Anti-Inflammatory and Anti-Rheumatic
Drs at the King's College London, in 1995 tested black seed oil’s use for rheumatism and inflammatory diseases. Their study concluded that the traditional use of Nigella sativa as a treatment for rheumatism and related inflammatory diseases was correct.
In 1960, Professor El-Dakhakny reported that black seed oil has an anti-inflammatory effect and that it could be useful for relieving the effects of arthritis.
In 2002, at the Alexandria Medical Faculty, Alexandria, Egypt, also studied the effectiveness of nigellone and thymoquinone whereby his research partly explained the mode of action of black seed’s volatile oils in ameliorating inflammatory diseases.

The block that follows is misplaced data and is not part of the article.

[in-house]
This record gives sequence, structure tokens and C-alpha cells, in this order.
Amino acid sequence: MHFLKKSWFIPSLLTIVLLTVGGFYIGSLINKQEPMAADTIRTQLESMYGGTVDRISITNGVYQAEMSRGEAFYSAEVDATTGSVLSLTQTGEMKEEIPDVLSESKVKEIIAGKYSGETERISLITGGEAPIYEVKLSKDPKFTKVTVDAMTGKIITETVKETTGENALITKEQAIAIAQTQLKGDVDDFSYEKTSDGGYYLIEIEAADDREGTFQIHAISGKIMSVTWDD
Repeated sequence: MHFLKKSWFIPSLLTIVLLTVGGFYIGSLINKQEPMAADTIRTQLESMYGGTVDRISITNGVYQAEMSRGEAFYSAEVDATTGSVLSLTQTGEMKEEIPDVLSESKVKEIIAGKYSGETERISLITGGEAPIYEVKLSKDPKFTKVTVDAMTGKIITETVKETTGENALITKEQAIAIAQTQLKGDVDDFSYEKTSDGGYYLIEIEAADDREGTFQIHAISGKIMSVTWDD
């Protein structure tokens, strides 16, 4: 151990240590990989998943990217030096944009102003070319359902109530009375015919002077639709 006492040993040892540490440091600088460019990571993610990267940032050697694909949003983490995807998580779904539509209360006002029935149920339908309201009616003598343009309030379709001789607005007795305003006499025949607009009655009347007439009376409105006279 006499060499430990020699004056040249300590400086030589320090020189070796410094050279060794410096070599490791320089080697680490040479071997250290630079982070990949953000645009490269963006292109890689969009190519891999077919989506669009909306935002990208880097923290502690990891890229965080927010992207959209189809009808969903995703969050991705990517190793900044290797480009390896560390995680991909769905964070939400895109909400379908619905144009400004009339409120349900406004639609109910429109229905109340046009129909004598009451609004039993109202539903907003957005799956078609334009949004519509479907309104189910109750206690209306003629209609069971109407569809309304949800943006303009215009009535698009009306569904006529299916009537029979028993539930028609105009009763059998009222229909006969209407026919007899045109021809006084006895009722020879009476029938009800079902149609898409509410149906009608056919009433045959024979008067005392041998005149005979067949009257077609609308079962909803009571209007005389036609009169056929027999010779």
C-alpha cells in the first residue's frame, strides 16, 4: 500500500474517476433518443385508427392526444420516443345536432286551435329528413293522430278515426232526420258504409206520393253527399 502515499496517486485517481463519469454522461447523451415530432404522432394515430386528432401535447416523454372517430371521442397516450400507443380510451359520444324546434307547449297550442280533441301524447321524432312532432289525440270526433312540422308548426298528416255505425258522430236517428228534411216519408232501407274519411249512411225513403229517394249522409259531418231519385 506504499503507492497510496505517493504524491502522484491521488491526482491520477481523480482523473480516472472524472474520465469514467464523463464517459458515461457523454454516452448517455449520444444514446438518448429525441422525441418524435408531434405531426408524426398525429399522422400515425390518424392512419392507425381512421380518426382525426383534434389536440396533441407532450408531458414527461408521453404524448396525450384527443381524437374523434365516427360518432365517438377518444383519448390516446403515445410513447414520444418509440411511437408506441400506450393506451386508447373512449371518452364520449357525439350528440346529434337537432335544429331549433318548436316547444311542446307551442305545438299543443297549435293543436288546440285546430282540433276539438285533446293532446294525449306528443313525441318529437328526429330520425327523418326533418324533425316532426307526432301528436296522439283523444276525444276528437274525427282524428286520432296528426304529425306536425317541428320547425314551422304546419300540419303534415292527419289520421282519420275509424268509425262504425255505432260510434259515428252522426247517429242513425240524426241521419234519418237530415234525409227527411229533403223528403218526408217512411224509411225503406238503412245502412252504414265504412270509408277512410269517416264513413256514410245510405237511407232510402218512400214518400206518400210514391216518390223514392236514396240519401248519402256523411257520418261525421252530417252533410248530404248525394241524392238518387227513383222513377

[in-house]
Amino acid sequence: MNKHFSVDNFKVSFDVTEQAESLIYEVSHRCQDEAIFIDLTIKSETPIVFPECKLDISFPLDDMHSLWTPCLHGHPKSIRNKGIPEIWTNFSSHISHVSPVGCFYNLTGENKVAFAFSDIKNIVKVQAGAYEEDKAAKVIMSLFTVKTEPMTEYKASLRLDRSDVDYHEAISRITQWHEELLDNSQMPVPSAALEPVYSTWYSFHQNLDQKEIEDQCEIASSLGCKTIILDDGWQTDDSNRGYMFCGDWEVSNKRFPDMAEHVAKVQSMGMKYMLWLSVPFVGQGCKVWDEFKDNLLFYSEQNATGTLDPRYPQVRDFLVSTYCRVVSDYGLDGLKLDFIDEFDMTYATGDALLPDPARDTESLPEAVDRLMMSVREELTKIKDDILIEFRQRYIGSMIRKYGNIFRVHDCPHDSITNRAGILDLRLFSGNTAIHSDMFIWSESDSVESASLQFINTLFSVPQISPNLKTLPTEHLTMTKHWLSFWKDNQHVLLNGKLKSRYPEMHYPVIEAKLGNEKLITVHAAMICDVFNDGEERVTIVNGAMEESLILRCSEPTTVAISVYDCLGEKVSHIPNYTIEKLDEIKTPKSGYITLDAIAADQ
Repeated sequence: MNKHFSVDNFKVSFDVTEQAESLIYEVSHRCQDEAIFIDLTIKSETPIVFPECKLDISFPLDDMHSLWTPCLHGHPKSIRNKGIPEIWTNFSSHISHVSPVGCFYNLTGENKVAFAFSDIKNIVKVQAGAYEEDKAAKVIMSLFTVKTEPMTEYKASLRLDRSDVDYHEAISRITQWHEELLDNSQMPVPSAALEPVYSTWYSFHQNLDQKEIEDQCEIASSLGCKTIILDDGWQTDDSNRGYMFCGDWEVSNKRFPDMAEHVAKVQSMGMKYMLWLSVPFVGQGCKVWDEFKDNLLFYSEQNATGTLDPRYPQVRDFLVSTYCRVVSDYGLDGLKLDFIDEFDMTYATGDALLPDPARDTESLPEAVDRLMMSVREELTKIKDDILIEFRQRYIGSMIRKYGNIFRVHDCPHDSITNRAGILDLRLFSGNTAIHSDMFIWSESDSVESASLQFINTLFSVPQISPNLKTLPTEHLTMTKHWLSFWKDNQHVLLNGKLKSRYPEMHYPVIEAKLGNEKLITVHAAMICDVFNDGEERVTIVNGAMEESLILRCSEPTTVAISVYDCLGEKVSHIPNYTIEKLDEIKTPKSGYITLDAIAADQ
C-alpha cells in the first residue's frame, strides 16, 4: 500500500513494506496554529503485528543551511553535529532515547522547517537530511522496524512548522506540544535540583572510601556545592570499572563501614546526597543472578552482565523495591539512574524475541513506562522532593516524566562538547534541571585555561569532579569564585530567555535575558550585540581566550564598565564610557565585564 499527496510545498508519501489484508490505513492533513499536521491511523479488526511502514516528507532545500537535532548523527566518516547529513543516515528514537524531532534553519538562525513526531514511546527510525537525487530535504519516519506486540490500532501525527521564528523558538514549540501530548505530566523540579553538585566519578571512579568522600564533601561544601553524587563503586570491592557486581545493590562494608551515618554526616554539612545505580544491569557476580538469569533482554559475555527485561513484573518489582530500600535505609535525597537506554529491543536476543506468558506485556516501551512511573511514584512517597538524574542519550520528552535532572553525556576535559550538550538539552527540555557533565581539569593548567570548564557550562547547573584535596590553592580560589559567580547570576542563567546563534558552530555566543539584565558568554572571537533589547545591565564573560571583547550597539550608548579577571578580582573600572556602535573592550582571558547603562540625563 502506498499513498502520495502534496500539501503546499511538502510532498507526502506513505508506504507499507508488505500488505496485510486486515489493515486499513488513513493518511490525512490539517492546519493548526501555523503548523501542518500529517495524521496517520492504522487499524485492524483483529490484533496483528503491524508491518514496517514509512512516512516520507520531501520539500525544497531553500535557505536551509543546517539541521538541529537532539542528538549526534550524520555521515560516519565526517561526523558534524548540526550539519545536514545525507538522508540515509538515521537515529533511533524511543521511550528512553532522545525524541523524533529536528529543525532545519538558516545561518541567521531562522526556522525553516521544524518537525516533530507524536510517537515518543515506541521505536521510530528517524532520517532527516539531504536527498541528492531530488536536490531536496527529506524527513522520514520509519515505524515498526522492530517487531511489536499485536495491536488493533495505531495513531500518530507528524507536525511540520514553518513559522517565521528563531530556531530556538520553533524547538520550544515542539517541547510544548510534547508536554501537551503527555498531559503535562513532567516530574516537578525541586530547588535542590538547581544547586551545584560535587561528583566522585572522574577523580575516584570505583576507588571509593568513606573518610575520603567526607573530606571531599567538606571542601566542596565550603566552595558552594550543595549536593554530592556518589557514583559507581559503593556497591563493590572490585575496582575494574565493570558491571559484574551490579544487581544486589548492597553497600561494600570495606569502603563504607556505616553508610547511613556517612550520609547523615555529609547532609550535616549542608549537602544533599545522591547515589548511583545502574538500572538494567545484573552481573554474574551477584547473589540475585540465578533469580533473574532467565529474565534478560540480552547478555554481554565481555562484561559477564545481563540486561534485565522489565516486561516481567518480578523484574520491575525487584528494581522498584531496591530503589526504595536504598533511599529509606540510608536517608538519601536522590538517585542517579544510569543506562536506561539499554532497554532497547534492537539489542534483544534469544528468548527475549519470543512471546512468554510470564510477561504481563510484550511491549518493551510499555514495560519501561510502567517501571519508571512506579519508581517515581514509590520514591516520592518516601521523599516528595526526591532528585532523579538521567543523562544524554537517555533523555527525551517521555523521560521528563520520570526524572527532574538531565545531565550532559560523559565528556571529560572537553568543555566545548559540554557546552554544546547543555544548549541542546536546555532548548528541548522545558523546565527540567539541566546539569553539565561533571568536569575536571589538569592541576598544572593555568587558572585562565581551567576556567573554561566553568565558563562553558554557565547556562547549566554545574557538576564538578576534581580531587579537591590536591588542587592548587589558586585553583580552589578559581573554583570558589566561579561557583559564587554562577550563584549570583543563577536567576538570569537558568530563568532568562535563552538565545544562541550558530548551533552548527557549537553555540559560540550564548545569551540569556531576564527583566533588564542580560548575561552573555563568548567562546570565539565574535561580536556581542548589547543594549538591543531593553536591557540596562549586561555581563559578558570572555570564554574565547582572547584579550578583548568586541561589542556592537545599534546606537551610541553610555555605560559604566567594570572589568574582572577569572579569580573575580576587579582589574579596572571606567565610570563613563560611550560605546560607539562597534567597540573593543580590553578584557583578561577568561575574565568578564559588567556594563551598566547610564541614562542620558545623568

Drs at the Aga Khan University Medical College, Karachi, Pakistan in 2001 investigated the uses of black seed for its bronchodilator and spasmolytic qualities.
Their studies concluded that black seed’s usefulness for diarrhea and asthma in traditional medicine appeared to be based on a sound mechanistic background.